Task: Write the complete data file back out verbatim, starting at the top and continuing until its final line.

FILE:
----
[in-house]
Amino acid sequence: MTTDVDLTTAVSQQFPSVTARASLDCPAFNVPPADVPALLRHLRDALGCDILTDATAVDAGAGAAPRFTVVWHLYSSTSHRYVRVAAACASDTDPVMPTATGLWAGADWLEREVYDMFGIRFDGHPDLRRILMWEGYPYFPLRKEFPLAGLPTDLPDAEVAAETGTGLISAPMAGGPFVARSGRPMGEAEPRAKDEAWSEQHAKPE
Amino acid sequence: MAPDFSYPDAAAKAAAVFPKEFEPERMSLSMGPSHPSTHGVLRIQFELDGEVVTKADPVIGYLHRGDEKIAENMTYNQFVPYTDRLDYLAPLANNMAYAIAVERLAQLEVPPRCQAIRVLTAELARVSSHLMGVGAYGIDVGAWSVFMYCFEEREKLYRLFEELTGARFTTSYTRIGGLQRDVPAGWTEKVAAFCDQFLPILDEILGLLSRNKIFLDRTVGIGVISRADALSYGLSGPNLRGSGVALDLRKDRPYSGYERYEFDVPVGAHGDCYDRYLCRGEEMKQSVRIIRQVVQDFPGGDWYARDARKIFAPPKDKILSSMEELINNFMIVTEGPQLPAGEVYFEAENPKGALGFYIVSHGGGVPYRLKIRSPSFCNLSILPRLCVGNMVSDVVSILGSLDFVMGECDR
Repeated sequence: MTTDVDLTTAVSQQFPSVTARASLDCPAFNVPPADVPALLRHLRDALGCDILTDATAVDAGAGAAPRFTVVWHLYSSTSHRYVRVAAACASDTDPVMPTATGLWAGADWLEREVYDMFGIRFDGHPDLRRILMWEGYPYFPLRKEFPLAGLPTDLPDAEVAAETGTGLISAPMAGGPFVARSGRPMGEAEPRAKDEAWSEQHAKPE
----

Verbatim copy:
[in-house]
Amino acid sequence: MTTDVDLTTAVSQQFPSVTARASLDCPAFNVPPADVPALLRHLRDALGCDILTDATAVDAGAGAAPRFTVVWHLYSSTSHRYVRVAAACASDTDPVMPTATGLWAGADWLEREVYDMFGIRFDGHPDLRRILMWEGYPYFPLRKEFPLAGLPTDLPDAEVAAETGTGLISAPMAGGPFVARSGRPMGEAEPRAKDEAWSEQHAKPE
Amino acid sequence: MAPDFSYPDAAAKAAAVFPKEFEPERMSLSMGPSHPSTHGVLRIQFELDGEVVTKADPVIGYLHRGDEKIAENMTYNQFVPYTDRLDYLAPLANNMAYAIAVERLAQLEVPPRCQAIRVLTAELARVSSHLMGVGAYGIDVGAWSVFMYCFEEREKLYRLFEELTGARFTTSYTRIGGLQRDVPAGWTEKVAAFCDQFLPILDEILGLLSRNKIFLDRTVGIGVISRADALSYGLSGPNLRGSGVALDLRKDRPYSGYERYEFDVPVGAHGDCYDRYLCRGEEMKQSVRIIRQVVQDFPGGDWYARDARKIFAPPKDKILSSMEELINNFMIVTEGPQLPAGEVYFEAENPKGALGFYIVSHGGGVPYRLKIRSPSFCNLSILPRLCVGNMVSDVVSILGSLDFVMGECDR
Repeated sequence: MTTDVDLTTAVSQQFPSVTARASLDCPAFNVPPADVPALLRHLRDALGCDILTDATAVDAGAGAAPRFTVVWHLYSSTSHRYVRVAAACASDTDPVMPTATGLWAGADWLEREVYDMFGIRFDGHPDLRRILMWEGYPYFPLRKEFPLAGLPTDLPDAEVAAETGTGLISAPMAGGPFVARSGRPMGEAEPRAKDEAWSEQHAKPE